Around four years ago, artist Lisa Grennell went off the grid. She and her husband completely shunned the hustle and bustle of their city lives and put down new roots in rural Glenhope, about 80 kilometres out of Nelson on the South Island of New Zealand.
Having battled a panic disorder for almost two decades, Lisa says the change has seen her health drastically improve. “It’s been a dream to own a small farm and surround myself with animals,” she describes. “I haven’t had a panic attack since moving here.”
These days, the Timaru-born artist spends her time painting, hanging out with her animals, calving and shearing: “Thankfully I’m yet to get the two confused!” In winter, her studio and her dining table become one in the same. When the summer heats up you’ll sometimes find her in her actual studio, “but I prefer the house as the animals are there”, she explains.
A rural life might be relatively new for Lisa, but art making has been there for as long as she can remember. “Art was the only subject at school I was good at and that kept me focussed,” she says. Lisa completed a Bachelor of Visual Arts and Design from the Nelson Marlborough Institute of Technology in 2010. As time went on, her own children proved inspirational subjects.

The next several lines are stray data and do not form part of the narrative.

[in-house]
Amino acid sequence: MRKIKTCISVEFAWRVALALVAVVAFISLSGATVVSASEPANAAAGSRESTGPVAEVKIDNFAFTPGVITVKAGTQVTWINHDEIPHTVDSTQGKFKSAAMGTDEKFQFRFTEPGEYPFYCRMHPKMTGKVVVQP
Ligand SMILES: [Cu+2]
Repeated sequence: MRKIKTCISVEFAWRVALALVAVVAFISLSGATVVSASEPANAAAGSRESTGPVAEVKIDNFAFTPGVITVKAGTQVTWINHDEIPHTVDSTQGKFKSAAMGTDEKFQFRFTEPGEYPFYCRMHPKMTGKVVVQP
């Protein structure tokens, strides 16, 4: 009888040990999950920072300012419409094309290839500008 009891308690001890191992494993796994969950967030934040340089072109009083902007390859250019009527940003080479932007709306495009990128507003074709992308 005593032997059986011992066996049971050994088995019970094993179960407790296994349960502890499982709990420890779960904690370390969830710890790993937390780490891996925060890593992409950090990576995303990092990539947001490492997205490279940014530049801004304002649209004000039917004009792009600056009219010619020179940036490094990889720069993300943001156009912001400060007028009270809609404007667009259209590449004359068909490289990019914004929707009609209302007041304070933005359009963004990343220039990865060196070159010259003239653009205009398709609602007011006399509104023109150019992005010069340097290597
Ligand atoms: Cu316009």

Balancing her attention between the artistic expression of screen-printing and the methodical precision of detailed drawing, Lisa’s practice is driven by ideas around nature, motherhood, concern for the future, modern technology and the vast changes in our ethical standards. The soft, delicate markings that characterise much her work speak to the vulnerability of the world around us, while stencilled Street Art-inspired pieces are more direct, referencing a contemporary loss of innocence.
Lisa’s work has been repeatedly recognised with prizes at the Dunedin Art Show and the Christchurch Art Show.